Royal College of Physicians:Caring for hospital patients with COVID-19 Quality of care in England examined by case record review
Click here for the full report and here for the appendices.
Hospital care of patients with COVID-19 during the early waves of the pandemic has come under the
media spotlight in the past year with articles predominantly focusing on overwhelmed NHS staff,
crowded wards, elective care backlog and families unable to visit their loved ones.
This study into the care of hospital patients with COVID-19 provides a welcome insight into the high
quality of care experienced by the majority of people. The report uses data from patient records
provided by reviewers from a large and representative sample of NHS trusts in England. Reviewers
used a validated method based on the Structured Judgement Review methodology used successfully
for retrospective mortality review.
One of the report’s key findings is the very few instances of poor care. This is exceptional given the
enormous pressures that were very rapidly placed upon the NHS at the start of the pandemic. It is a
cause for celebration of the efforts and expertise of NHS staff.
In this report, a series of patient vignettes bring to life the typical range of care experienced by many
patients in hospital with COVID-19. These are compelling to read and provide key learning points to
influence future care delivery. The study also introduces novel analysis of narrative using natural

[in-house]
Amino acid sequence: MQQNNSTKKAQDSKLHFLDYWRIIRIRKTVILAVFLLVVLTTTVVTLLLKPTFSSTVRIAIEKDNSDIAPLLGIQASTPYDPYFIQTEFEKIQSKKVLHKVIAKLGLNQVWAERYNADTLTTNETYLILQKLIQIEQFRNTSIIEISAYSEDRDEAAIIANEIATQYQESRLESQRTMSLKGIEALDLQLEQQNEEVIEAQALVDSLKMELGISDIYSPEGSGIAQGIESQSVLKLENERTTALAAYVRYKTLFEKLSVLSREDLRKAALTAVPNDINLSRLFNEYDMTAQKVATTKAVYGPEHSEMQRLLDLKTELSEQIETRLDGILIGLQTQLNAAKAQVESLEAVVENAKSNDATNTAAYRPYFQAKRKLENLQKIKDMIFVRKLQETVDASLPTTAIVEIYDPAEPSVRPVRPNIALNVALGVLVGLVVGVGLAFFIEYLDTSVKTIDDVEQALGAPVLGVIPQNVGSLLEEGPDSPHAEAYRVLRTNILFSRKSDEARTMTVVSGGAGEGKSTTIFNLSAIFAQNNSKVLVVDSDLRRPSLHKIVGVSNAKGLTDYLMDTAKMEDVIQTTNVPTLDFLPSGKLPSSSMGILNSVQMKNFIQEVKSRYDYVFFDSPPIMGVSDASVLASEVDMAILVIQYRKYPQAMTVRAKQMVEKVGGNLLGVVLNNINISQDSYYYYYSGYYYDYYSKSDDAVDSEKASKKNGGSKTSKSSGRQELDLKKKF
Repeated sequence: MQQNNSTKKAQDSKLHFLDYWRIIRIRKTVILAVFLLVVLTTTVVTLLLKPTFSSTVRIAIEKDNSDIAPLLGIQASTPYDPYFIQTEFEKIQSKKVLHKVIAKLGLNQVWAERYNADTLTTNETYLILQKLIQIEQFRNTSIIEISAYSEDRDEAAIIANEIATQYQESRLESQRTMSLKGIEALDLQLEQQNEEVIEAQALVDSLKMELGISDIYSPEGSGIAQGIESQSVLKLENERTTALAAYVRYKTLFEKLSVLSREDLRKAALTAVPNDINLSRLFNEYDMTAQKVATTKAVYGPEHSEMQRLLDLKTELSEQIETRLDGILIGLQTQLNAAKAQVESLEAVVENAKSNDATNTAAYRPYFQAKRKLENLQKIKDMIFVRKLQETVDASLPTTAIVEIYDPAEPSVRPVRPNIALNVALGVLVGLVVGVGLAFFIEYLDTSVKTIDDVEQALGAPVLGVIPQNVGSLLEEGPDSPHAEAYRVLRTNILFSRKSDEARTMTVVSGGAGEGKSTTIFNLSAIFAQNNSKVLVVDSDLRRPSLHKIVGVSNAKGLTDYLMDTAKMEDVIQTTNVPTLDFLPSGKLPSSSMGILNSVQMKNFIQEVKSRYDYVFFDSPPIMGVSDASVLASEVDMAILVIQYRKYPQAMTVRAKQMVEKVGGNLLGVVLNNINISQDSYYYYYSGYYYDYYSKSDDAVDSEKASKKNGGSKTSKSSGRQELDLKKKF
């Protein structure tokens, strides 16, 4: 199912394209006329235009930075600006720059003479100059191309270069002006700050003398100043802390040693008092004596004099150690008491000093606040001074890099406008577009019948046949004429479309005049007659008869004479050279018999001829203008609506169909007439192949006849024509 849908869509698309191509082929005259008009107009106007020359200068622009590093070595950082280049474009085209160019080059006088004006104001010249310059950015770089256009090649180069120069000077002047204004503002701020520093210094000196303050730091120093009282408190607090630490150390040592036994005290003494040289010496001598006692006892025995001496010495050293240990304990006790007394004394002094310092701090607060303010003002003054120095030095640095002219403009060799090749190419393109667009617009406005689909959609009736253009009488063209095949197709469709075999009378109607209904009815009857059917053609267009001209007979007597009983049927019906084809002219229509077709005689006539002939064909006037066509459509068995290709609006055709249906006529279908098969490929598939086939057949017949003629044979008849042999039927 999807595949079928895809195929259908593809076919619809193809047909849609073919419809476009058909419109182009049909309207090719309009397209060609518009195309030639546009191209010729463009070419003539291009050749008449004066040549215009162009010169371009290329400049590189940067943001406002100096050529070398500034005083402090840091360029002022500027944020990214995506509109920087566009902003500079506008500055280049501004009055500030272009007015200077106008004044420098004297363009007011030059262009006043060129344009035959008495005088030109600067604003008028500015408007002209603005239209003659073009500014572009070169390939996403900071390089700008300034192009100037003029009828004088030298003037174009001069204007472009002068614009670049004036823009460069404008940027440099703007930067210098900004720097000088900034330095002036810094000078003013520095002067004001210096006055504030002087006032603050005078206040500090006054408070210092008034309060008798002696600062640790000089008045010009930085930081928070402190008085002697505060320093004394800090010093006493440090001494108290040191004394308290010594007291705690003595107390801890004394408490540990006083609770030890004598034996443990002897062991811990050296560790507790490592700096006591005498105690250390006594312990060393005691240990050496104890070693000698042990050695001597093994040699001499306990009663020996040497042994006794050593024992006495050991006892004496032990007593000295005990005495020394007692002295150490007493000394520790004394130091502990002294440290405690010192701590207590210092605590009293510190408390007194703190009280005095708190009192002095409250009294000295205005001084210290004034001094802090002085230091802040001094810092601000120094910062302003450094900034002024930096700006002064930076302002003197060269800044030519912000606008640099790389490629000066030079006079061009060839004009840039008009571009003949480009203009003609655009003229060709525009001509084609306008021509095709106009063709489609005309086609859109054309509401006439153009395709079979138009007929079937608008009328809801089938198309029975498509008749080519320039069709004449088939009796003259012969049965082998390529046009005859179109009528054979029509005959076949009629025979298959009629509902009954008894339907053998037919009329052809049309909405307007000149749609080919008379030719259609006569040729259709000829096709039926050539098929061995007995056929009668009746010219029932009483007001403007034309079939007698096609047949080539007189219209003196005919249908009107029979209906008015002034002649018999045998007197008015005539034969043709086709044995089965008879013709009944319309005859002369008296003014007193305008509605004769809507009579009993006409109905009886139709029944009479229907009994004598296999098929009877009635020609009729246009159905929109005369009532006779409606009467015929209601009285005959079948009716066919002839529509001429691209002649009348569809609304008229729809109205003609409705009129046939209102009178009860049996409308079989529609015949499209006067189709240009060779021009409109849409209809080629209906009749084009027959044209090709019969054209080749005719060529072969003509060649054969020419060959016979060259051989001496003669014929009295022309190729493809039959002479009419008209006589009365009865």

language processing in healthcare and the use of sentiment analysis to detect the emotional content
of narrative – there is much to learn from this to support the qualitative analysis of case record
The study was made possible by a grant awarded from the RCP COVID-19 Appeal. I would like to
extend sincere thanks to the many reviewers in NHS trusts and organisations who agreed to take
part and took the time to assess patient cases. These efforts have provided invaluable data to form
the basis for this study and its findings. This report is the result of collaboration with staff at Imperial
College and the Association of Professional Healthcare Analysts who contributed significantly to the
analysis of the data and emerging themes – thank you to them for this support. Finally, particular
thanks must go to Dr Andrew Gibson for steering the report to publication during what continues to
be a very challenging time.
The study underlines that learning from good and excellent care is as important as learning from
poor or negative experiences. We hope it highlights the overall good quality of care experienced by
COVID-19 patients in hospital during the pandemic and contributes to improving care for patients in
Dr Sarah Clarke
Clinical vice president, Royal College of Physicians